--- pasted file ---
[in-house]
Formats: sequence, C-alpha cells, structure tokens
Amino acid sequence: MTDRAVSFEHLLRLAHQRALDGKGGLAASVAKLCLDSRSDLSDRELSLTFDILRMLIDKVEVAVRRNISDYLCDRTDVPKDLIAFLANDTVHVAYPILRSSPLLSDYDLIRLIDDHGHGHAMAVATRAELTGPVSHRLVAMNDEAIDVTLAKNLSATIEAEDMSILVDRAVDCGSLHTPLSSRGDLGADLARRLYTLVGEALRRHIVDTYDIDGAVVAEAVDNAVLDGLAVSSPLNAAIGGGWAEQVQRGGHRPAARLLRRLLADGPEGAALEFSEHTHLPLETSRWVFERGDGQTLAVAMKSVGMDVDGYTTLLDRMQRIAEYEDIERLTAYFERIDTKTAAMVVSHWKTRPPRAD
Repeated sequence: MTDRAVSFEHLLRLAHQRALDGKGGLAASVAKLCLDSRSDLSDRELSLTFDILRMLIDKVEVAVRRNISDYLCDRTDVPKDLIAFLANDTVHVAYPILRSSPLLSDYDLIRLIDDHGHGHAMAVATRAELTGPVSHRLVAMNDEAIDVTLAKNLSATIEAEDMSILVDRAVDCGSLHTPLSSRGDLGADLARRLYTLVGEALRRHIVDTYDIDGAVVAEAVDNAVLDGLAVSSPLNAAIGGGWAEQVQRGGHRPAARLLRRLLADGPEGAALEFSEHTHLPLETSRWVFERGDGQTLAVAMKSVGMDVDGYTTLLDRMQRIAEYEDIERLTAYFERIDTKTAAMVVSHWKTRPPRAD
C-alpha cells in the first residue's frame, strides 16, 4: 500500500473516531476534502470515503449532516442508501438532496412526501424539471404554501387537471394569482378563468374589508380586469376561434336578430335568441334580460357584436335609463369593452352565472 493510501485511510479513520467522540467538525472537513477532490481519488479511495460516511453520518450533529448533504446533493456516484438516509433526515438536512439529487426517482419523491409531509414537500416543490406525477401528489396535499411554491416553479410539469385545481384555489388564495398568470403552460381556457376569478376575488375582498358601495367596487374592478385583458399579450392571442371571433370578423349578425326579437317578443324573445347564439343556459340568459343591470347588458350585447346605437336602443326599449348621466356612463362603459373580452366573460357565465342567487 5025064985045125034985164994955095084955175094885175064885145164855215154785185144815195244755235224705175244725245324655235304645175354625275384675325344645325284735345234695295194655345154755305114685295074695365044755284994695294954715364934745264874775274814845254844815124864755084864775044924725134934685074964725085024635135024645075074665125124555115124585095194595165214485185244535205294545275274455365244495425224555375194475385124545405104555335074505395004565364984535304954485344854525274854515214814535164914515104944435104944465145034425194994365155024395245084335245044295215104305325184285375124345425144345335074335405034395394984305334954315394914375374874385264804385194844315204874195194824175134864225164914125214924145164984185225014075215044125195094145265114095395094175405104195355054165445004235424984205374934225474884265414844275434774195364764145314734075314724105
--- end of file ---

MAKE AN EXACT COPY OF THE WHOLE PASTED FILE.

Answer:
[in-house]
Formats: sequence, C-alpha cells, structure tokens
Amino acid sequence: MTDRAVSFEHLLRLAHQRALDGKGGLAASVAKLCLDSRSDLSDRELSLTFDILRMLIDKVEVAVRRNISDYLCDRTDVPKDLIAFLANDTVHVAYPILRSSPLLSDYDLIRLIDDHGHGHAMAVATRAELTGPVSHRLVAMNDEAIDVTLAKNLSATIEAEDMSILVDRAVDCGSLHTPLSSRGDLGADLARRLYTLVGEALRRHIVDTYDIDGAVVAEAVDNAVLDGLAVSSPLNAAIGGGWAEQVQRGGHRPAARLLRRLLADGPEGAALEFSEHTHLPLETSRWVFERGDGQTLAVAMKSVGMDVDGYTTLLDRMQRIAEYEDIERLTAYFERIDTKTAAMVVSHWKTRPPRAD
Repeated sequence: MTDRAVSFEHLLRLAHQRALDGKGGLAASVAKLCLDSRSDLSDRELSLTFDILRMLIDKVEVAVRRNISDYLCDRTDVPKDLIAFLANDTVHVAYPILRSSPLLSDYDLIRLIDDHGHGHAMAVATRAELTGPVSHRLVAMNDEAIDVTLAKNLSATIEAEDMSILVDRAVDCGSLHTPLSSRGDLGADLARRLYTLVGEALRRHIVDTYDIDGAVVAEAVDNAVLDGLAVSSPLNAAIGGGWAEQVQRGGHRPAARLLRRLLADGPEGAALEFSEHTHLPLETSRWVFERGDGQTLAVAMKSVGMDVDGYTTLLDRMQRIAEYEDIERLTAYFERIDTKTAAMVVSHWKTRPPRAD
C-alpha cells in the first residue's frame, strides 16, 4: 500500500473516531476534502470515503449532516442508501438532496412526501424539471404554501387537471394569482378563468374589508380586469376561434336578430335568441334580460357584436335609463369593452352565472 493510501485511510479513520467522540467538525472537513477532490481519488479511495460516511453520518450533529448533504446533493456516484438516509433526515438536512439529487426517482419523491409531509414537500416543490406525477401528489396535499411554491416553479410539469385545481384555489388564495398568470403552460381556457376569478376575488375582498358601495367596487374592478385583458399579450392571442371571433370578423349578425326579437317578443324573445347564439343556459340568459343591470347588458350585447346605437336602443326599449348621466356612463362603459373580452366573460357565465342567487 5025064985045125034985164994955095084955175094885175064885145164855215154785185144815195244755235224705175244725245324655235304645175354625275384675325344645325284735345234695295194655345154755305114685295074695365044755284994695294954715364934745264874775274814845254844815124864755084864775044924725134934685074964725085024635135024645075074665125124555115124585095194595165214485185244535205294545275274455365244495425224555375194475385124545405104555335074505395004565364984535304954485344854525274854515214814535164914515104944435104944465145034425194994365155024395245084335245044295215104305325184285375124345425144345335074335405034395394984305334954315394914375374874385264804385194844315204874195194824175134864225164914125214924145164984185225014075215044125195094145265114095395094175405104195355054165445004235424984205374934225474884265414844275434774195364764145314734075314724105